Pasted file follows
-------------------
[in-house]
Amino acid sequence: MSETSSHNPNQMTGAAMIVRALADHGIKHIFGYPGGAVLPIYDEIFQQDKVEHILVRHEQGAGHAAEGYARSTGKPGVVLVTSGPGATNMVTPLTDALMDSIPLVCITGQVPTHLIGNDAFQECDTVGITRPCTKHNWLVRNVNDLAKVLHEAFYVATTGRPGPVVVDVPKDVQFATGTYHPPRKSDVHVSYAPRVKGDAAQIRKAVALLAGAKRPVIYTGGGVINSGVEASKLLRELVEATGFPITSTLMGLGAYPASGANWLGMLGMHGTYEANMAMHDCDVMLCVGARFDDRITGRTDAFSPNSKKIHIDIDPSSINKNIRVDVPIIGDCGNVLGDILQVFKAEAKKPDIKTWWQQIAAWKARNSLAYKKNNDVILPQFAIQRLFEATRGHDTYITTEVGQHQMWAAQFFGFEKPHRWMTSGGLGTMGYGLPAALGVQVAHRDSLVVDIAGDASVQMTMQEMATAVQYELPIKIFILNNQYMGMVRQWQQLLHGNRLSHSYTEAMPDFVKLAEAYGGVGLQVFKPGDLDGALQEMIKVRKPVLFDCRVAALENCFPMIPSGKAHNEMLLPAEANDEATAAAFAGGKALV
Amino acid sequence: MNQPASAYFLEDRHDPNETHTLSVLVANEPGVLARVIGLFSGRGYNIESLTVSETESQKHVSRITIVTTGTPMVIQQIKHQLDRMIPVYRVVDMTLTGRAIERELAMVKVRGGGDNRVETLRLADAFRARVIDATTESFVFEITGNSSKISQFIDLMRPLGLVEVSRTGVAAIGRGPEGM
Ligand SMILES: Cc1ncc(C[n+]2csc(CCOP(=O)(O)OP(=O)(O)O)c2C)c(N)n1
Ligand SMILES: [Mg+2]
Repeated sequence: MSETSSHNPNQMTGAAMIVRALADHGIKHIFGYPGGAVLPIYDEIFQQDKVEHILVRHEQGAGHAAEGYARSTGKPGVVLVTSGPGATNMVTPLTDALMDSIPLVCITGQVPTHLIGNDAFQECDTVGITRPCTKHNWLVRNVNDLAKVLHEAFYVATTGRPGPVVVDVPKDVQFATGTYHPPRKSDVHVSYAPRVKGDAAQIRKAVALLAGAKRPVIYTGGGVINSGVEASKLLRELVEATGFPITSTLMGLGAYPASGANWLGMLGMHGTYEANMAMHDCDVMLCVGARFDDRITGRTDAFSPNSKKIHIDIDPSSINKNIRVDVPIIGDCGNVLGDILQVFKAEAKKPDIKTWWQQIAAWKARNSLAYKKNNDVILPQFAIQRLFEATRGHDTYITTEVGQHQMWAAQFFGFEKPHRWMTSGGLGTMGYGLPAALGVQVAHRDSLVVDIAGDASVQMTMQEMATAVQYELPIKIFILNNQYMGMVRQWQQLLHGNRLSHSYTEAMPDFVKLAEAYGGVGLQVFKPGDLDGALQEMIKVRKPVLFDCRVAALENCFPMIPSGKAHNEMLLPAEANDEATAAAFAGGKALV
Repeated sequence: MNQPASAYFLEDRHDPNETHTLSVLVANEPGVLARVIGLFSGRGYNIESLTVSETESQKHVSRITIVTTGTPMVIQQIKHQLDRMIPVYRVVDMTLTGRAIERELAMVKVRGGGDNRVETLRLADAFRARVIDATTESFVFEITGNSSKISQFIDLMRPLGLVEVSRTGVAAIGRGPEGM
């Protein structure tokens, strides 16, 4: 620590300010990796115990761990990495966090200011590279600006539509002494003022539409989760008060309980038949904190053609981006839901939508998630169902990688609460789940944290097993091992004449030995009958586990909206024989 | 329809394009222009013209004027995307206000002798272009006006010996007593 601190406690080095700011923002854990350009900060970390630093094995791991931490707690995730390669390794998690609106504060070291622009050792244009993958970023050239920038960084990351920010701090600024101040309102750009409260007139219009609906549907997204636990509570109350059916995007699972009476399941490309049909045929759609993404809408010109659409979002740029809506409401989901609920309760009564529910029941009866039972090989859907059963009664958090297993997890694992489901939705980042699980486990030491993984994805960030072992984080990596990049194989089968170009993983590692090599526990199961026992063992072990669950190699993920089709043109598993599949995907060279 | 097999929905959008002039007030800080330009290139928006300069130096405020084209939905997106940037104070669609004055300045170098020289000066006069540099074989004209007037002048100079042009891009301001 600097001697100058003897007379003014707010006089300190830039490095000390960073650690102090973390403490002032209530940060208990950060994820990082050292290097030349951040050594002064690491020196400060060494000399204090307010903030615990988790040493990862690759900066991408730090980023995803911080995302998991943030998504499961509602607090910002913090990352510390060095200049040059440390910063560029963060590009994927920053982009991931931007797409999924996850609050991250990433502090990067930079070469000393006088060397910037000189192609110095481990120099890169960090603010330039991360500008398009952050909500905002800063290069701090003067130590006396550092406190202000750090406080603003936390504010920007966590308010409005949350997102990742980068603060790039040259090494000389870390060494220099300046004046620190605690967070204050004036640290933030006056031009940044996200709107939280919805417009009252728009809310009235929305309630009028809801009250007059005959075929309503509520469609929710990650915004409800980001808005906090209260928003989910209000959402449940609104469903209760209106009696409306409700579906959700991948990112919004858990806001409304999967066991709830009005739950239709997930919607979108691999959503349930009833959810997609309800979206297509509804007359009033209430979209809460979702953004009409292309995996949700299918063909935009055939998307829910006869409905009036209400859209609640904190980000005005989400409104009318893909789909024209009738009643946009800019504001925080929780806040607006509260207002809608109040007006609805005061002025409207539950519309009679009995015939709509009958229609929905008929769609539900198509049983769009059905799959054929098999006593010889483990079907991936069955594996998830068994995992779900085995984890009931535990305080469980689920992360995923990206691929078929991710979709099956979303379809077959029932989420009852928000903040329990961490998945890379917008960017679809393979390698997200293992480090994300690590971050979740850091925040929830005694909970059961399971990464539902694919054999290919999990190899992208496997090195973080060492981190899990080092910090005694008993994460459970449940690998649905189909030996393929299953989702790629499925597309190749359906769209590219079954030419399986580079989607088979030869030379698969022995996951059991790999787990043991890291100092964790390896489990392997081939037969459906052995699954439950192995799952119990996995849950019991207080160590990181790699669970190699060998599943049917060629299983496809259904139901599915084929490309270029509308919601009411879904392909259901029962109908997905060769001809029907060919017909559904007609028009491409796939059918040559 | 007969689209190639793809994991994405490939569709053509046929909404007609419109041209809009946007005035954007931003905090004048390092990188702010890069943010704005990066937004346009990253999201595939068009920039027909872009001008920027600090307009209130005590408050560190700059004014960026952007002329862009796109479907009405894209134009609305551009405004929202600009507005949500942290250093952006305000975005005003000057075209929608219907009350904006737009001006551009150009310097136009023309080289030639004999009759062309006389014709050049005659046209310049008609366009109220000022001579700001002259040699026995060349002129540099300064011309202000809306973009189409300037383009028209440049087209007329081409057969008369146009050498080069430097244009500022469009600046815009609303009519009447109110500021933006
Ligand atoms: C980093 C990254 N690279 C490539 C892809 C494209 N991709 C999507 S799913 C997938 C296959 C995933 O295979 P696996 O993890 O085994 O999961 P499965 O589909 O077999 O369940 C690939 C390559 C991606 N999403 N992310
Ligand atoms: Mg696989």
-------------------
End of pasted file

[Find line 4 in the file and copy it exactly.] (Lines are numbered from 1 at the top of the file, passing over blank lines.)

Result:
Ligand SMILES: Cc1ncc(C[n+]2csc(CCOP(=O)(O)OP(=O)(O)O)c2C)c(N)n1